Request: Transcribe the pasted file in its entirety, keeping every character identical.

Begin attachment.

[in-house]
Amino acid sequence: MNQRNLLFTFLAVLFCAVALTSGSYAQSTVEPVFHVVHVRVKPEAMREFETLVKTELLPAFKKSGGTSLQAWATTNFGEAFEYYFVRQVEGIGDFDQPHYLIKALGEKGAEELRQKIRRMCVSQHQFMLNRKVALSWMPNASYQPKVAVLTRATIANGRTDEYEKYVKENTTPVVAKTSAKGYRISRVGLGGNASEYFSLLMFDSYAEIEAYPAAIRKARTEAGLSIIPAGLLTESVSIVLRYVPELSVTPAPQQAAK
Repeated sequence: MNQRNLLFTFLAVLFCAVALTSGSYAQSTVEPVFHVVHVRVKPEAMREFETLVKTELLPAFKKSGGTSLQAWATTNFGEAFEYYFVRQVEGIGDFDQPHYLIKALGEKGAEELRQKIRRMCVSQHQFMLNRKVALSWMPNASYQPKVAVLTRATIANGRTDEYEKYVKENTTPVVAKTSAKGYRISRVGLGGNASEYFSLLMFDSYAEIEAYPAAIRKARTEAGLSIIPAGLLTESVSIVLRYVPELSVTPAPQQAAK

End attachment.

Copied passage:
[in-house]
Amino acid sequence: MNQRNLLFTFLAVLFCAVALTSGSYAQSTVEPVFHVVHVRVKPEAMREFETLVKTELLPAFKKSGGTSLQAWATTNFGEAFEYYFVRQVEGIGDFDQPHYLIKALGEKGAEELRQKIRRMCVSQHQFMLNRKVALSWMPNASYQPKVAVLTRATIANGRTDEYEKYVKENTTPVVAKTSAKGYRISRVGLGGNASEYFSLLMFDSYAEIEAYPAAIRKARTEAGLSIIPAGLLTESVSIVLRYVPELSVTPAPQQAAK
Repeated sequence: MNQRNLLFTFLAVLFCAVALTSGSYAQSTVEPVFHVVHVRVKPEAMREFETLVKTELLPAFKKSGGTSLQAWATTNFGEAFEYYFVRQVEGIGDFDQPHYLIKALGEKGAEELRQKIRRMCVSQHQFMLNRKVALSWMPNASYQPKVAVLTRATIANGRTDEYEKYVKENTTPVVAKTSAKGYRISRVGLGGNASEYFSLLMFDSYAEIEAYPAAIRKARTEAGLSIIPAGLLTESVSIVLRYVPELSVTPAPQQAAK